The recovery devices compare the address of each packet on the packet bus 25 with their pre-programmed values, accepting for processing only those packets where the addresses agree (after Golay (23, 12) code error correction). The packet addresses on the packet bus 25 are monitored simultaneously by all recovery devices; this means that a packet from a specific service can be accepted from the corresponding packet position in either subframe of a C-MAC or D-MAC signal. This allows broadcasters almost transparent use of the total multiplex capacity of a C-MAC or D-MAC signal, despite its physical organization as two data subframes. It should be noted that the EBU documents SPB 284 and SPB 352 do not allow packets conveying the same service component to occupy the same relative position in each subframe.
Although the data capacity of each subframe is just over 1.5 Mbits/s, the considerably higher transmission rate of 3.375 Mbits/s is used on each effective data line of the packet bus. This is entirely intentional, it means that in practice large gaps (on average just under 900 bit periods at 3.375 MHz in duration) appear between valid data. These gaps are used by the MACSYNC unit 19 in the porting of BI packets to the RAM 24, the method of use being as described in our co-pending patent application No. 8506322 (PHB 33144).
The management of conditional access to the video and data signals is still the subject of widespread discussion among broadcasters, setmakers and programme companies alike. Part 5 of the EBU documents SPB 284 and SPB 352 define, of course, the service scrambling methods to be used but state clearly that the actual subsystem used for "business management" is outside the scope of standardization. An interface concept (the "EBU standard interface") is described; this conceptual interface (which need not coincide with any physical boundary in the receiver) is considered to represent the limit of standardization. The role of the PER device 27, as proposed, is to take encryption data packets from the packet bus 25 and present the raw data content of these in a specific interface format. At the same time it accepts from a controlled access (CA) subsystem (not shown) via a connection 31 the control words CW1 and CW2 used to seed the descrambling pseudorandom binary sequence (PRBS) generators every 256 television frames. Because all the conditional access descrambling facilities (PRBS 1/3 in the PDSR device 26 and PRBS 2 in the MACSTOR unit 8) are provided locally within the recovery devices simultaneous descrambling of separately scrambled service sets is possible. To achieve this initialization words IW1 and IW2 produced by the PER device 27 are applied via a connection 32 to respective connections 33 and 34 for application to the PDSR device 26 and the MACSTOR unit 8. A further data input/output bus 49 connects the PDSR 26 with an external buffer random access memory (RAM) 50. The descrambled data from the PDSR device 26 is derived therefrom by means of an I2 S connection 35.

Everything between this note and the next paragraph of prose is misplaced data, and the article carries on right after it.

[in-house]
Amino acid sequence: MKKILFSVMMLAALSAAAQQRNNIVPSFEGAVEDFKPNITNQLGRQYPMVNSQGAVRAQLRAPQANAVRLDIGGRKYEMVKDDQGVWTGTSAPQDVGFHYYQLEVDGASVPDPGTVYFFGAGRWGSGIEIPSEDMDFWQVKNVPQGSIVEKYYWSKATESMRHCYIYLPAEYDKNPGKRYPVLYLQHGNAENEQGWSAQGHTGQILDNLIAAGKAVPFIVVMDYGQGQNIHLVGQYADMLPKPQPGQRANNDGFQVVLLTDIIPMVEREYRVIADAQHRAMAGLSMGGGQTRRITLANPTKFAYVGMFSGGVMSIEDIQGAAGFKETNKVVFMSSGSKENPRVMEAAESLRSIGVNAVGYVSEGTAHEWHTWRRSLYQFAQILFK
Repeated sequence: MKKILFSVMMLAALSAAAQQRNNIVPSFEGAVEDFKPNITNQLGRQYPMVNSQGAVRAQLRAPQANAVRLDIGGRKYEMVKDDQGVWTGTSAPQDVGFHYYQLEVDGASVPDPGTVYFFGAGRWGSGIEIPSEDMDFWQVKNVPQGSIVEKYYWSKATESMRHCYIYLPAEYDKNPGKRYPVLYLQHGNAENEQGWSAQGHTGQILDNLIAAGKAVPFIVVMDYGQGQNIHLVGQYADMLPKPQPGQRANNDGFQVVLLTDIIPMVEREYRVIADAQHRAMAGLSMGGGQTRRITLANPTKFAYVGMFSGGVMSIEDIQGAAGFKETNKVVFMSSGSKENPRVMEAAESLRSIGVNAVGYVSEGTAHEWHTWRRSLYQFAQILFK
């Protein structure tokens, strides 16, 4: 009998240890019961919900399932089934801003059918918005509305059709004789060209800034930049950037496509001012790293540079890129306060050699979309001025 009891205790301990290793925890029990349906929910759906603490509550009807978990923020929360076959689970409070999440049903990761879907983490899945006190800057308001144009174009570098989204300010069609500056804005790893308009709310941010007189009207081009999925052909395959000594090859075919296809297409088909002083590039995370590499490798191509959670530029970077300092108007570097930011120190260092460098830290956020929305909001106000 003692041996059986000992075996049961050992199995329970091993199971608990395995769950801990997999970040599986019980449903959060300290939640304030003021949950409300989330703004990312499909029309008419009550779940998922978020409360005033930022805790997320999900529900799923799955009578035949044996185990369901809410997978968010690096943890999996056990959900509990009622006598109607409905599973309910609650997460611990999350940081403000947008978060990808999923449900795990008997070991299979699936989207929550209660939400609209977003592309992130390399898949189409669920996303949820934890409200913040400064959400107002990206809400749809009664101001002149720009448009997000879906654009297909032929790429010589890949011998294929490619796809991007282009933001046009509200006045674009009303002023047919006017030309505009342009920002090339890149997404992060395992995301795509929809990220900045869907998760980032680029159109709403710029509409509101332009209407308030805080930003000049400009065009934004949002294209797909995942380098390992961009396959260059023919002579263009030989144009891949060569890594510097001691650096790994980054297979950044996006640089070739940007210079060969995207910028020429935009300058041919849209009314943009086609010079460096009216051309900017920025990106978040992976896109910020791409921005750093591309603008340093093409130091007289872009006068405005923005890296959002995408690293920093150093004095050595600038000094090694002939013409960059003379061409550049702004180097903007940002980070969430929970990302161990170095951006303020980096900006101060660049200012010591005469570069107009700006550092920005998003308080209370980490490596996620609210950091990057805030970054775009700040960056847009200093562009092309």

FIG. 2 shows in detail some of the components of the MACSYNC unit 19, like references to those used in FIG. 1 indicating like components. In FIG. 2 the connection from the MACAN unit 3 conveying the data and clock signal is divided and shown as two input connections 7' and 7" respectively. The 20.25 MHz clock signal is applied from input connection 7" to a timing chain 36 which consists of horizontal (÷1296) and vertical (÷625) counters. From the timing chain 36 all the system timing is derived by means of a timing decoder 37, this timing not only being used within the MACSYNC unit 19 but also outside it by way of the timing interconnections 20 and the connection 21 for display sync. Counters in the timing chain 36 are preset into a known timing relationship to the incoming signal by means of a sync. extraction circuit 38 which also includes a digital flywheel which checks that sync., once acquired, is being maintained. The sync. information present on the incoming data at input connection 7' is therefore applied to an input of the sync. extraction circuit 38 to establish the above timing relationship.